It might surprise you to find out just how many different species of dinosaurs there are. Paleontologists are still discovering new dinosaurs at an astonishing rate! Many dinosaurs evolved to have very specialized skills when it came to sources of food and surviving in certain habitats. Evolution gifted us with so many different iterations of dinosaurs, as dinosaurs lived over the span of 165 million years! Let’s take a look at some dinosaurs whose names begin with the letter T.
This armored dinosaur lived about 99-89 million years ago during the Late Cretaceous period. First discovered in 1948 by the Joint Soviet-Mongolian Paleontological Expedition, their bones can be found around modern-day Mongolia! This herbivore could reach up to 16 feet in length and weigh around 1,000-2,000 pounds, all while eating a strict vegetarian diet. It might look familiar due to the club on its tail, and that’s because these dinosaurs are part of the Ankylosaur family.
Our next carnivorous dinosaur lived about 74-70 million years ago during the Maastrichtian age at the end of the Late Cretaceous period. The Tarbosaurus fossils can be found in both Mongolia and China. This large theropod might remind you of the Tyrannosaurus! These dinosaurs probably dined on carrion as well as hunting prey. Their main prey was likely the hadrosaurs or sauropods. This large bipedal predator could reach over 40 feet long, 12 feet tall, and weigh around 6.5 tons!
This medium-to-large-sized ornithopod dinosaur lived 120-110 million years ago during the late Aptian to Albian ages of the Early Cretaceous period. This area is now part of Montana’s diverse woodlands. The American Museum of Natural History (AMNH) gave it the informal name “Tenantosaurus,” which means “sinew lizard.” Its name was formally changed in the 60s by John Ostrom. These dinosaurs were herbivorous and would likely eat different leaves from fern trees, cycads, and maybe even some flowering plants.
The Thecodontosaurus is yet another herbivore to be added to our list. This prosauropod’s stomping grounds are in what is now England or the United Kingdom. The Thecodontosaurus lived 227-205 million years ago during the Late Triassic period. They’re on the smaller side, weighing only 24-49 pounds and about 6 feet long.
Therizinosaurus lived 85-70 million years ago during the Late Cretaceous period. The name Therizinosaurus means “scythe lizard,” and they were roughly 3 to 6 tons! The only fossil found from this large theropod was from the forelimb skeleton, so scientists can only guess when it comes to reconstructions. The joint Soviet and Mongolian expedition excavated this dinosaur’s fossils from the famous Nemegt Formation in the Gobi Desert. Originally thought to be a giant turtle, it took 25 years for scientists to identify the Therizinosaurus as a theropod dinosaur.
The Torosaurus is the first ceratopsian on our list! It’s believed that these types of dinosaurs lived in social groups. These herbivorous creatures might remind you of another member of our list, the Triceratops! This is due to the fact that they belong to the same family, boasting large display crests and horns as well as a beaked mouth for grazing. You would see these dinosaurs alive during the late Maastrichtian age of the Late Cretaceous period. Their fossils range from the western states of America and as far into the north as Saskatchewan.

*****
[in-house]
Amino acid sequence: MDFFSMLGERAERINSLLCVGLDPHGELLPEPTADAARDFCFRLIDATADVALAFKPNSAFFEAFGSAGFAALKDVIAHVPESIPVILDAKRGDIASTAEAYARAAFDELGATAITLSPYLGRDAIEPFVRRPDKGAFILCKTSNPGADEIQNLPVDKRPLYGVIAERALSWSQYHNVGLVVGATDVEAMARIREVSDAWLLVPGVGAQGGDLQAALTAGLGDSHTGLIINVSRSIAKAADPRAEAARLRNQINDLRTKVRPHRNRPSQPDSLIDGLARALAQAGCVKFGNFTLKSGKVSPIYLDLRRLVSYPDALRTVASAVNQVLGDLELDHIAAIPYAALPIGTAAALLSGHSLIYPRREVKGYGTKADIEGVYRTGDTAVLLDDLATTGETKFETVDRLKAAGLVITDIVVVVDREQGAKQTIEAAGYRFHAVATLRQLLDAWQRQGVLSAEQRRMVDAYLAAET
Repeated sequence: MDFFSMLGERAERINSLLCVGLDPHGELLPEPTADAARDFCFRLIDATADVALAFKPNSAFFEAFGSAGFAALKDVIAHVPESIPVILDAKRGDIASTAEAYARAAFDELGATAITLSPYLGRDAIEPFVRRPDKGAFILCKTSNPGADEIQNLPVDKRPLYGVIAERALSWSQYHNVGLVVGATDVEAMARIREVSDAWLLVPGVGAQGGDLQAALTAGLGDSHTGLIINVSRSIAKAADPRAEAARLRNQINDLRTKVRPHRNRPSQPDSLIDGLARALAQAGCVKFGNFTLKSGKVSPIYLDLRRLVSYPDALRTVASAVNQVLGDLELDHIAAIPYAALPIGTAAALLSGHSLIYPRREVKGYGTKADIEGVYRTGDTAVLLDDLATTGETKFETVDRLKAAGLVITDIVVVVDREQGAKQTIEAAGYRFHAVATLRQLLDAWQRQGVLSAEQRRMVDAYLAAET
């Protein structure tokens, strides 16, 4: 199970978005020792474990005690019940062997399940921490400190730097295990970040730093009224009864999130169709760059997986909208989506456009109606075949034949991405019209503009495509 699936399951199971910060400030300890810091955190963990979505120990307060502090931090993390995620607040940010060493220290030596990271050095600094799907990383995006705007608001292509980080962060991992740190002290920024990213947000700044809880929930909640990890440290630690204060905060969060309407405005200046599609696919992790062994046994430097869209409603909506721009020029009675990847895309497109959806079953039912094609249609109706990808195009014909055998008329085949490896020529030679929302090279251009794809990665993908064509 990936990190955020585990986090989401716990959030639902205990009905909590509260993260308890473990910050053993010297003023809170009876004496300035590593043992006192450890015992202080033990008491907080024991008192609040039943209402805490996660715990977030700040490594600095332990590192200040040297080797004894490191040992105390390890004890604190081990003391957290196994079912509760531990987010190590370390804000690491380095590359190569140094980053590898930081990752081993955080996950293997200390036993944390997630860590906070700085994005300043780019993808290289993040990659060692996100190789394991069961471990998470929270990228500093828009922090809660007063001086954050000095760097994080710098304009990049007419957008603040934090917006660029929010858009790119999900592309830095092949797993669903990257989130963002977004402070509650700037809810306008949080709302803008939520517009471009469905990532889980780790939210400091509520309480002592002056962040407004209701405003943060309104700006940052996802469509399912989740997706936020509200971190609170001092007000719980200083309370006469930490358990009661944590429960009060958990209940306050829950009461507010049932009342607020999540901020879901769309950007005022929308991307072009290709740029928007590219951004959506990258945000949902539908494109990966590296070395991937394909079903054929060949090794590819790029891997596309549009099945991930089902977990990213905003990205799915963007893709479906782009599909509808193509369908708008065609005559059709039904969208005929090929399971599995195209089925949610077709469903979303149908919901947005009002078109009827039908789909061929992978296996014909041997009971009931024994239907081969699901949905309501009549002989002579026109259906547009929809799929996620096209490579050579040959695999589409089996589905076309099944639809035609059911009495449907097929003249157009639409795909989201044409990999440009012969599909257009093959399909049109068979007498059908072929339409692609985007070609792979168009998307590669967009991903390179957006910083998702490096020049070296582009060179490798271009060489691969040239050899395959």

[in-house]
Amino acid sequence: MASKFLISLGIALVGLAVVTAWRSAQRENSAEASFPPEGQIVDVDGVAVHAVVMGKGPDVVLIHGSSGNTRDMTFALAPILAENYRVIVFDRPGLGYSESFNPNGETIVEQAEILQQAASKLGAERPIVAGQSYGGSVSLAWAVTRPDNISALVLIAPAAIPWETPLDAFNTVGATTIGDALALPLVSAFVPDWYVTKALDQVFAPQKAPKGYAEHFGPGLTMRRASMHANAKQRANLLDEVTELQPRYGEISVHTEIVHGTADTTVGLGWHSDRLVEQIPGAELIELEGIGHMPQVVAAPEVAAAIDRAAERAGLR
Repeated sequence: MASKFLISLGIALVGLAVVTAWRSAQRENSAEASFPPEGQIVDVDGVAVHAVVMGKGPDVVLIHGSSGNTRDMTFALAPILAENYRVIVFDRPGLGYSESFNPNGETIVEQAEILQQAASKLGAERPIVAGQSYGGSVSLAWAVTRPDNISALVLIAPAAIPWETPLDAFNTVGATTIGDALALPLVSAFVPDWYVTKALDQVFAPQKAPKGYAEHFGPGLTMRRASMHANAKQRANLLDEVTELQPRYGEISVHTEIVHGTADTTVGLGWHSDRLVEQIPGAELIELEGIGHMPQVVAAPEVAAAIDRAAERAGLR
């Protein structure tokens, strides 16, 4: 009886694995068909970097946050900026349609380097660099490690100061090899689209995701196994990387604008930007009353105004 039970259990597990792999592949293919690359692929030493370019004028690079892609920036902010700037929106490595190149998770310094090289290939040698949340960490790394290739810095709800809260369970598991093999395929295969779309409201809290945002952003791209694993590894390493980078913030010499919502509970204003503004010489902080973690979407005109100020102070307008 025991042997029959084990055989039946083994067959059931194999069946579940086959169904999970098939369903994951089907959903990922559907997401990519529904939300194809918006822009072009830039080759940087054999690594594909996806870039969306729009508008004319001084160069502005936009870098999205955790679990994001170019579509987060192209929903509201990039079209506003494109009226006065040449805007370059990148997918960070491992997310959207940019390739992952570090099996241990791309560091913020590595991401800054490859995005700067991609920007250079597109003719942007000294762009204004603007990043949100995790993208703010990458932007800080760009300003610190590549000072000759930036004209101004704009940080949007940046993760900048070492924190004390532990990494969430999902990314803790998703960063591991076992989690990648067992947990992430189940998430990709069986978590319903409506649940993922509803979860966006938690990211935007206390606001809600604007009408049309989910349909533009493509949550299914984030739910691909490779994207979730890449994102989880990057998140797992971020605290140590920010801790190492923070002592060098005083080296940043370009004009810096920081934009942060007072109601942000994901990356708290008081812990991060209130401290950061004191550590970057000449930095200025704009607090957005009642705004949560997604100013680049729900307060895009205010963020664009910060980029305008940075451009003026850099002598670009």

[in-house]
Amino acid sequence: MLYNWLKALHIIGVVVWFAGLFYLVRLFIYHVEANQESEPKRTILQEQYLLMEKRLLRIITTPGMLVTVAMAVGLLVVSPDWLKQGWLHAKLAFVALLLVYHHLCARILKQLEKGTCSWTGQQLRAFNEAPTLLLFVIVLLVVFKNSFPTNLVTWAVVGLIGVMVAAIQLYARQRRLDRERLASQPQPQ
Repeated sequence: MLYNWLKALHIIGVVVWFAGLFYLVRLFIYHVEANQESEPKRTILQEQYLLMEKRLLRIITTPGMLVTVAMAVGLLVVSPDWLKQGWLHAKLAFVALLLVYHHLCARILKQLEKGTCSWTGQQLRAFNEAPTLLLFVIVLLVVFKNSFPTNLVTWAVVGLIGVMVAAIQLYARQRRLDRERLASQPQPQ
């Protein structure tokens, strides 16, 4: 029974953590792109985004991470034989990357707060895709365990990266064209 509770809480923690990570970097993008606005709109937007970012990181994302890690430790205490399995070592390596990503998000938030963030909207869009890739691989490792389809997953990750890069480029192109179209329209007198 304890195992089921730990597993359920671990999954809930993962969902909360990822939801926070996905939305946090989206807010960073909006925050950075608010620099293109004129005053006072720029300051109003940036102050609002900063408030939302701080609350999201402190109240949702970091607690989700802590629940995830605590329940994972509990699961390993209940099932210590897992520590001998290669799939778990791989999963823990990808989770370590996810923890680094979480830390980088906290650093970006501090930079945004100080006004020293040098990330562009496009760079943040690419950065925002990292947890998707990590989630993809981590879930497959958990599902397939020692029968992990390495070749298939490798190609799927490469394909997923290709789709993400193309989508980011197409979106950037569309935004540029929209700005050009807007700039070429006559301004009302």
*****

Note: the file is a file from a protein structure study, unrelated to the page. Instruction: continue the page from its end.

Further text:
Megalosaurid theropod dinosaurs such as the Torvosaurus could reach a length of 33 to 40 feet and weight of 2 to 5 tons. The first fossil of Torvosaurus was found in 1972 in Colorado but wasn’t fully described until seven years later. They roamed the earth in the Middle and Late Jurassic periods. Like the Tyrannosaurus, these carnivores had a heavy body with powerful hind legs and short but strong arms. These dinosaurs tended to hunt plant-eating dinosaurs like stegosaurs and sauropods.
Did you know that the Triceratops had up to 800 teeth throughout a lifetime? Triceratops, Latin for “three-horned face,” is a fan-favorite for many young kids thanks to its large crest and massive horns. These herbivores loved to munch on tough palm fronds and lived during the Late Cretaceous period, 68-66 million years ago. This genus was first described in 1889 by American paleontologist Othniel Charles Marsh, and many specimens have been found over time!
The Troodon stomped through what’s now North America about 76 million years ago, searching for prey and moving lightly on its two hind feet. Troodon, meaning “wound tooth,” had impressive, razor-sharp chompers as well as other interestingly shaped teeth. Likely omnivorous, these dinosaurs were alive during the Campanian age of the Late Cretaceous period. When they were first discovered in 1855, experts at the time believed them only to be a lizard! They didn’t find their place in the dinosaur logs until 1877.
Crashing in at number ten on our list is the ferocious Tyrannosaurus! The Tyrannosaurus, or “Tyrant Lizard King,” roamed the planet during the late Cretaceous Period 65 million years ago in parts of the USA and Canada. This carnivore is easily one of the best-represented theropods, featured in plenty of movies and books. Their 12-inch long teeth blended to its bite force of almost 12,800 pounds, making it the animal with the world’s strongest bite! The first partial skeleton was found in eastern Wyoming in 1900.
Summary of 10 Dinosaurs That Start With T
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